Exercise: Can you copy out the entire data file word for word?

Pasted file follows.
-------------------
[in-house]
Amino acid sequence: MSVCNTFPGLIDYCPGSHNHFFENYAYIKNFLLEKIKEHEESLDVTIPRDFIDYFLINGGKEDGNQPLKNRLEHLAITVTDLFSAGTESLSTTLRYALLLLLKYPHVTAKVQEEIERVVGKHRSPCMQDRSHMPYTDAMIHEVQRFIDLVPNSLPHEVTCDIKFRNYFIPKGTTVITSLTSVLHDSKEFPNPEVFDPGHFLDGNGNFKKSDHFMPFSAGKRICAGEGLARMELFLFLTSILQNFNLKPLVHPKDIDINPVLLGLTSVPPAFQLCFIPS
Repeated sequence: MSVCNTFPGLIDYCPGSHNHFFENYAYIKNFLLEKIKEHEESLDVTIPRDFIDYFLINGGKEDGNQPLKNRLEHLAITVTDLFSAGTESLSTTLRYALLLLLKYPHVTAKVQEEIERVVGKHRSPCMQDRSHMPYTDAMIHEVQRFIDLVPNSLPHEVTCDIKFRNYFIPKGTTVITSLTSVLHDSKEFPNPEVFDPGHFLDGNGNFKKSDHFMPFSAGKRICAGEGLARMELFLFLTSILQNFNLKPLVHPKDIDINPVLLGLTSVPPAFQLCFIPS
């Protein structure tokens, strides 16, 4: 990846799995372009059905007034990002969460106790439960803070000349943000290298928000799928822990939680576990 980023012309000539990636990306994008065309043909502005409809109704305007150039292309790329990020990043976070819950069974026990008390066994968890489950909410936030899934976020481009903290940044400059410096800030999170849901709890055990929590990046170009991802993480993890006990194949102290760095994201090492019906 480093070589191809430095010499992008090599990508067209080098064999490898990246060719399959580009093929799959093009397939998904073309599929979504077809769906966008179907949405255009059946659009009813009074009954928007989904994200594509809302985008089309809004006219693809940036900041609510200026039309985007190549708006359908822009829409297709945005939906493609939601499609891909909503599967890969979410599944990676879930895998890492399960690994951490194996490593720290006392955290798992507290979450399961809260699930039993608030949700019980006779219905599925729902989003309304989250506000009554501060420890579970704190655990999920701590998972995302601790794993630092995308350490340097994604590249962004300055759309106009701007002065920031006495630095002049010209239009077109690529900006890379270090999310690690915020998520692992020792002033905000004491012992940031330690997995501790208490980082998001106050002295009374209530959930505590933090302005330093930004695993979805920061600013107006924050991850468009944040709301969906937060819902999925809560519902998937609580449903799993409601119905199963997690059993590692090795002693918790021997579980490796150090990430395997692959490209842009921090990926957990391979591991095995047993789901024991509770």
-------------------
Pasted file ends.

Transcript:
[in-house]
Amino acid sequence: MSVCNTFPGLIDYCPGSHNHFFENYAYIKNFLLEKIKEHEESLDVTIPRDFIDYFLINGGKEDGNQPLKNRLEHLAITVTDLFSAGTESLSTTLRYALLLLLKYPHVTAKVQEEIERVVGKHRSPCMQDRSHMPYTDAMIHEVQRFIDLVPNSLPHEVTCDIKFRNYFIPKGTTVITSLTSVLHDSKEFPNPEVFDPGHFLDGNGNFKKSDHFMPFSAGKRICAGEGLARMELFLFLTSILQNFNLKPLVHPKDIDINPVLLGLTSVPPAFQLCFIPS
Repeated sequence: MSVCNTFPGLIDYCPGSHNHFFENYAYIKNFLLEKIKEHEESLDVTIPRDFIDYFLINGGKEDGNQPLKNRLEHLAITVTDLFSAGTESLSTTLRYALLLLLKYPHVTAKVQEEIERVVGKHRSPCMQDRSHMPYTDAMIHEVQRFIDLVPNSLPHEVTCDIKFRNYFIPKGTTVITSLTSVLHDSKEFPNPEVFDPGHFLDGNGNFKKSDHFMPFSAGKRICAGEGLARMELFLFLTSILQNFNLKPLVHPKDIDINPVLLGLTSVPPAFQLCFIPS
């Protein structure tokens, strides 16, 4: 990846799995372009059905007034990002969460106790439960803070000349943000290298928000799928822990939680576990 980023012309000539990636990306994008065309043909502005409809109704305007150039292309790329990020990043976070819950069974026990008390066994968890489950909410936030899934976020481009903290940044400059410096800030999170849901709890055990929590990046170009991802993480993890006990194949102290760095994201090492019906 480093070589191809430095010499992008090599990508067209080098064999490898990246060719399959580009093929799959093009397939998904073309599929979504077809769906966008179907949405255009059946659009009813009074009954928007989904994200594509809302985008089309809004006219693809940036900041609510200026039309985007190549708006359908822009829409297709945005939906493609939601499609891909909503599967890969979410599944990676879930895998890492399960690994951490194996490593720290006392955290798992507290979450399961809260699930039993608030949700019980006779219905599925729902989003309304989250506000009554501060420890579970704190655990999920701590998972995302601790794993630092995308350490340097994604590249962004300055759309106009701007002065920031006495630095002049010209239009077109690529900006890379270090999310690690915020998520692992020792002033905000004491012992940031330690997995501790208490980082998001106050002295009374209530959930505590933090302005330093930004695993979805920061600013107006924050991850468009944040709301969906937060819902999925809560519902998937609580449903799993409601119905199963997690059993590692090795002693918790021997579980490796150090990430395997692959490209842009921090990926957990391979591991095995047993789901024991509770």